The Plugstreet Archaeological Project
9th Btn. Royal Dublin Fusiliers
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9th Btn. Royal Dublin Fusiliers served with with the 16th Irish Division near the Petit Boise and Maedelstede Farm mines, during the 1917 Battle of Messines.
Those who served with the 9th Btn. Royal Dublin Fusiliers
at The Battle of Messines.
CROWN AND COMPANY 1911-1922. 2nd Battalion Royal Dublin Fusiliers
Col. H. C. Wylly
This volume is concerned principally with the battalion’s service in the Great War during which it fought on the Western Front in 10th Brigade, 4th Division till the end of 1916 when it was transferred to 48th Brigade of 16th(Irish) Division. The last part gives a very full and often moving description of the disbandment of the battalion. 269 officers and 4508 WOs, NCOs and men of the Regiment died during the war and an appendix lists the names of the officers showing which battalion they were serving in. There is a full list of Honours and Awards including Mentions in Despatches and foreign awards for the whole regiment. Another appendix lists the officers of the 1st and 2nd battalions serving at the time of disbandment and shows which regiments they transferred to or whether they retired.More information on:
Pals at Suvla Bay
This is an unusual book in that it is the record of a company, a company of the 7th Royal Dublin Fusiliers(RDF) - `D' Company - at Gallipoli. The battalion was raised in August 1914 and allocated to 30th Brigade, 10th Irish Division. At the request of a Mr Browning, President of the Irish Rugby Football Union, the CO of the new battalion agreed to keep open a special company, `D' Company as it was subsequently known, for "Pals" from the Irish Rugby Union volunteers. It was a remarkable mix of volunteers - barristers, doctors, solicitors, stockbrokers, bankers, civil servants and the like, nearly all well known in Dublin's public and social life. Training in Ireland went on until, on the last day of April 1915, 7th RDF sailed for Holyhead and from there travelled to Basingstoke, the concentration area of the 10th Division. The final period training at divisional level lasted to the end of June and a week later they were off to the Dardanelles. They landed at Suvla Bay on the morning ofMore information on:
Beneath a Turkish Sky: The Royal Dublin Fusiliers and the Assault on Gallipoli
It was the First World War's largest seaborne invasion and the Irish were at the forefront. Recruited in Ireland, the Royal Dublin Fusiliers were ordered to spearhead the invasion of Gallipoli in Turkey. Deadlocked in trench warfare on the Western Front, the British High Command hoped the assault would be Germany's ally out of the war. Using letters and photographs, this book tells the story of the 'Dubs' officers and men called from an idyllic posting in England. They then set off on what was presented as a great adventure to win glory and capture Constantinople. The book also gives the story of the Turkish defenders and the locality being invaded. Accomapnied by the Royal Munster Fusiliers, packed aboard the SS River Clyde, the 'Dubs' landed from boats on the fiercely defended beach at Sedd-el-Bahr. The song The Foggy Dew says, "It were better to die beneath an Irish sky than at Suvla or Sedd-el-Bahr." This book tells the story of the forgotten Irishmen who died beneath a TurkishMore information on:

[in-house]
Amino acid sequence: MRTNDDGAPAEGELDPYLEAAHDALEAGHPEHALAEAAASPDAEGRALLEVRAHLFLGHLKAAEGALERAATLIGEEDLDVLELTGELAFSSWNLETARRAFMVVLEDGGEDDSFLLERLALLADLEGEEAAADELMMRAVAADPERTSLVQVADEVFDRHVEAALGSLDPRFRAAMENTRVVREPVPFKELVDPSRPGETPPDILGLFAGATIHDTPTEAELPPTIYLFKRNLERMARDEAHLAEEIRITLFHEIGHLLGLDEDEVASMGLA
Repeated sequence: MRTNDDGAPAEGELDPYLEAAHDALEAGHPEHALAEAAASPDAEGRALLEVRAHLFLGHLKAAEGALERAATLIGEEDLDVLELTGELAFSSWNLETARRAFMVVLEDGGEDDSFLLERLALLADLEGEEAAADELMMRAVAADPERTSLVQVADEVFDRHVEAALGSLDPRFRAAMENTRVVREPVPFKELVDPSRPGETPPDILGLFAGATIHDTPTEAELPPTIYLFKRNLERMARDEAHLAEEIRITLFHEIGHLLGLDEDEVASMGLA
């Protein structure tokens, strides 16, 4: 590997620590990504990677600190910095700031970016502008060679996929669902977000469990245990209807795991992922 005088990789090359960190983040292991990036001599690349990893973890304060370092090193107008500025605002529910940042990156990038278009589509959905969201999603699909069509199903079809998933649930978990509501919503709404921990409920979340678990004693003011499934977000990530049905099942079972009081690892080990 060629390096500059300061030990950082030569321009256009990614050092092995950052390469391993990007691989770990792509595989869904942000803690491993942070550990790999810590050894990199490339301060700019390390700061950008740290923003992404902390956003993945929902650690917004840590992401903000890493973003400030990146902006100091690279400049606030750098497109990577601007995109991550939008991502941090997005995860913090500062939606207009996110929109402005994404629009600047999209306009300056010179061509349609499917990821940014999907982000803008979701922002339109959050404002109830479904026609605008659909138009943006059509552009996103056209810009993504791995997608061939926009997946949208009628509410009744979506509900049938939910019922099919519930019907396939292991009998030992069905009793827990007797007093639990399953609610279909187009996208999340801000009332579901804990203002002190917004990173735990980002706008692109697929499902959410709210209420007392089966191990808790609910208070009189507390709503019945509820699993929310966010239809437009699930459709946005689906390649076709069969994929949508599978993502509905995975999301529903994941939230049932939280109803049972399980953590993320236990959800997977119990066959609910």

Irishmen in the Great War 1914-1918
Tom Burnell, Editor
Twenty-seven Irish newspapers for the period covering the Great War have been trawled through to deliver the amazing stories of those years which changed the world for ever. These are the accounts of local men at the front; of torpedoed ships; drunken wives; final letters and requests from the trenches. Also eyewitness accounts of the slaughter as it was happening; battle reports from officers serving in Irish regiments; quirky snippets; chaplains' sympathetic letters; P.o.W reports of conditions and war poetry. Here are the tales of the Leinster’s, Munster’s, Connaught’s and Dublin Fusiliers serving in the Ulster Division, 10th and 16th Irish Divisions. We read of medical breakthroughs, paranormal occurrences and miraculous escapes from death. After the Irish Rebellion of April, 1916, these type of articles and casualty lists dwindled to very few as Irish hearts became divided.More information on:
British Regiments at Gallipoli
Ray WestlakeMore information on:
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